The Volpe decision states: '(A) State court when acting in naturalization matters does so as a Federal court or as an agent of the Federal government. It seems plain that when acting in such capacity it cannot depend upon an iota of authority which may stem from its own rules or the State law, whether embodied in statutory provisions or in the decisions of its courts.' 161 F.2d page 395.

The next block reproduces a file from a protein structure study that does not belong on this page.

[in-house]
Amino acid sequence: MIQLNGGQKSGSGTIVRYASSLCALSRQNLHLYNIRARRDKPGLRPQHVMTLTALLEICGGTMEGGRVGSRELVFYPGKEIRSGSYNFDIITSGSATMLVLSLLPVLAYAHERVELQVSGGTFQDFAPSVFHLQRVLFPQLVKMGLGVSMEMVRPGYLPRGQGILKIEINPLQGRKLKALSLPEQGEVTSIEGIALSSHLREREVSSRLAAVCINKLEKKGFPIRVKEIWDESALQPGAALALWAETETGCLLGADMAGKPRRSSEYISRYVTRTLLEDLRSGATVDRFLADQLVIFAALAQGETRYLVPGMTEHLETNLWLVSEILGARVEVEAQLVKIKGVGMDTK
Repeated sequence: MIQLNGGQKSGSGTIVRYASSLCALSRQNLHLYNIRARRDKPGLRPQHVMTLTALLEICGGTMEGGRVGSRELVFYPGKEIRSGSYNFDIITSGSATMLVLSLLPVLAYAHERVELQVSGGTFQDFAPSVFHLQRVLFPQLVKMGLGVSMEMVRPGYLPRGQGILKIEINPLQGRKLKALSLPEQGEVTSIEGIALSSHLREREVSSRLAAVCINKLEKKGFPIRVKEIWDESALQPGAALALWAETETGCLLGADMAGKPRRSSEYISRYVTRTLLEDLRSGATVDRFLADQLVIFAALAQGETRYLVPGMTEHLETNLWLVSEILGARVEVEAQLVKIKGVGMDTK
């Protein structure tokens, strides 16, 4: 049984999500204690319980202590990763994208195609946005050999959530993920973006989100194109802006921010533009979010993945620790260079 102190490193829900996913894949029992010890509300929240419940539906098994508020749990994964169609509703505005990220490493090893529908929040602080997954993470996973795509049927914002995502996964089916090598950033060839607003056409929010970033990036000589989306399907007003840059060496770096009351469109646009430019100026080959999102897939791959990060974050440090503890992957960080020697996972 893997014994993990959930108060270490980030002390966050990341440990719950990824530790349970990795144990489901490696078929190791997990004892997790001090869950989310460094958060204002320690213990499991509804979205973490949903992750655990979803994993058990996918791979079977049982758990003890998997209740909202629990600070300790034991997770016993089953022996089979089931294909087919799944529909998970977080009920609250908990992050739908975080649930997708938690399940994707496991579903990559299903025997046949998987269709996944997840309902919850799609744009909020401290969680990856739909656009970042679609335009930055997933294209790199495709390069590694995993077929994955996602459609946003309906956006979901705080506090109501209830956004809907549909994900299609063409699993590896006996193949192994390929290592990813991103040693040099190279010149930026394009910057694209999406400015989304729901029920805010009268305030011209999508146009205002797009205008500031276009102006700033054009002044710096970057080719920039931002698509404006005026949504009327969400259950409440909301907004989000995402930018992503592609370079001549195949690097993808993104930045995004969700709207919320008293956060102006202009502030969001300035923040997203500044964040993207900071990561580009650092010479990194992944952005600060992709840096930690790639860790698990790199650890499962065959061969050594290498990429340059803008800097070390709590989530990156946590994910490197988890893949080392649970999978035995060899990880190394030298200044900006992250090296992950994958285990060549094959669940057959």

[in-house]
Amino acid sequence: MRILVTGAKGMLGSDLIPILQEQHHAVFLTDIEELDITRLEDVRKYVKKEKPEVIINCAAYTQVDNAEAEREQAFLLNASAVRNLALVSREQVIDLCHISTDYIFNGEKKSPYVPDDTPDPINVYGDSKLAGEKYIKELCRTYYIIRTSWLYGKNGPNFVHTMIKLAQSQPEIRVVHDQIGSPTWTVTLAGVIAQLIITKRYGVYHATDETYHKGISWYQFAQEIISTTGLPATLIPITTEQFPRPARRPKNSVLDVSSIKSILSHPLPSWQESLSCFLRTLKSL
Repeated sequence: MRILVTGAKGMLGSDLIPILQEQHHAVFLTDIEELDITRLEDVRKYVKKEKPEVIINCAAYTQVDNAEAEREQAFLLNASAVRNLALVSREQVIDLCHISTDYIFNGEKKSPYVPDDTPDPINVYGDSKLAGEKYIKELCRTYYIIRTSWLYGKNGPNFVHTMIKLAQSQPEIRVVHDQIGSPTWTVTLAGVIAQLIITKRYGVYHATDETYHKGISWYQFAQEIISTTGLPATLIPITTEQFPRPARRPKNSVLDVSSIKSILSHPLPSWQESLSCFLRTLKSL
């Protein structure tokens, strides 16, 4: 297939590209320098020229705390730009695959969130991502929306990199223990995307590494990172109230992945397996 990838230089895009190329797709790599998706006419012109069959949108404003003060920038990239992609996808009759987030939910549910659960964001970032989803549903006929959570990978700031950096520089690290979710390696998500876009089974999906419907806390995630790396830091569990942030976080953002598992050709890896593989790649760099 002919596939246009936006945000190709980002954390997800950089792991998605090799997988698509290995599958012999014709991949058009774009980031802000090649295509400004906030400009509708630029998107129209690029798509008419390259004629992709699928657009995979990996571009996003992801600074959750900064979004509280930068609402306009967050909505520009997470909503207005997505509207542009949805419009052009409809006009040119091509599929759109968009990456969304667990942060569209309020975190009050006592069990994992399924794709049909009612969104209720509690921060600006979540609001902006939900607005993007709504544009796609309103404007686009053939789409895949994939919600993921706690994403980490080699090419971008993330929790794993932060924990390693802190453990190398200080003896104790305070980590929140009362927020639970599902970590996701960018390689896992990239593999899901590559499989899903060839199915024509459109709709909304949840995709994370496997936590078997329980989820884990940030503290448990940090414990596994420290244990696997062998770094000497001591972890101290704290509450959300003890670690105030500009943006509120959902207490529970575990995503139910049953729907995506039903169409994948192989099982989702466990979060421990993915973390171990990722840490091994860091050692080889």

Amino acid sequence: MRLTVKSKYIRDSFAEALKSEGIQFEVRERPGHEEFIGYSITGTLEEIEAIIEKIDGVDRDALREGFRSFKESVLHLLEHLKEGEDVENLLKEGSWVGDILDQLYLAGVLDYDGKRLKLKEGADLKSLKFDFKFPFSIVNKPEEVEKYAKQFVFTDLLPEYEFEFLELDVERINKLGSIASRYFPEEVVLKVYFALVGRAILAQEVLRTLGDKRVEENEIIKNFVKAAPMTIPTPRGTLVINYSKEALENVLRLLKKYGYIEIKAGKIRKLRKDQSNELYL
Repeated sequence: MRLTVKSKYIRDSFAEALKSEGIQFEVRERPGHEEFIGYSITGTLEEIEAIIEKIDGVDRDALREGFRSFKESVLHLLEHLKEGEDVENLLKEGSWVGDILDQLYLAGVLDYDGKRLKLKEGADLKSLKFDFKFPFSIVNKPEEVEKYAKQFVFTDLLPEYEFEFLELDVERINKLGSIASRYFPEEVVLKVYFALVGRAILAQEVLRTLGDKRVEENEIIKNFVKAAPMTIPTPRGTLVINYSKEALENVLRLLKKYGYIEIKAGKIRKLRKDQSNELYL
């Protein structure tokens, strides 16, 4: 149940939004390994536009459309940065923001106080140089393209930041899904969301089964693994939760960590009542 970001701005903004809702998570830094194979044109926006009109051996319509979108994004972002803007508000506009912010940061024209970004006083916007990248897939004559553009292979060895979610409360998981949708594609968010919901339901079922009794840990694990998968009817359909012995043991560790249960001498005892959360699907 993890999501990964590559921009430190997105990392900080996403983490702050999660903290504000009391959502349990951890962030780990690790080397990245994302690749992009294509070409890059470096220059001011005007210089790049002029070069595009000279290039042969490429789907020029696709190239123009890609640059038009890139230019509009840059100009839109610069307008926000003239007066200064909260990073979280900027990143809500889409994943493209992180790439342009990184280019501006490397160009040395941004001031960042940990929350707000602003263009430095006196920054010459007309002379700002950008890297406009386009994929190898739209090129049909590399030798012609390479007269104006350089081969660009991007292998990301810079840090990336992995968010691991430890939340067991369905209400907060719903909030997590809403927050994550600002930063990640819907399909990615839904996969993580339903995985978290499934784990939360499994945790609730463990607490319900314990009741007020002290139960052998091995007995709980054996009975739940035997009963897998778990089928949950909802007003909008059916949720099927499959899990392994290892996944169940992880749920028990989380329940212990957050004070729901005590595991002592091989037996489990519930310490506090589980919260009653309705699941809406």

From this it concludes that it had no authority or jurisdiction to act in the premises unless pursuant to the federal statute. Principal reliance for this proposition is placed on a statement in Grahl v. United States15 which when taken out of context would seem to lend support; but examined in the light in which it was used it is clear that it is conditioned by the purpose for which it was used, namely, to rebut the contention that the federal courts had no authority to vacate naturalization orders of state courts because that amounted to an invasion of the sovereign power of the state. That this statement from the Grahl case would not have been intended to convey the meaning ascribed to it is borne out by another statement found on the same page where it was said: 'A court that has jurisdiction of a stated subject-matter and has the necessary parties before it is empowered to act honestly upon a mistaken view of the law as fully as upon a correct view; and its judgment, though based on errors of law, is impervious to collateral attack in other courts or in the same court, but not to direct attack. Direct attacks, through motions for rehearing, bills of review, and appeals, are usual and of old-time familiarity. Procedure under section 15 is new and unusual. But none the less it is plainly a direct attack.' 261 F. page 490.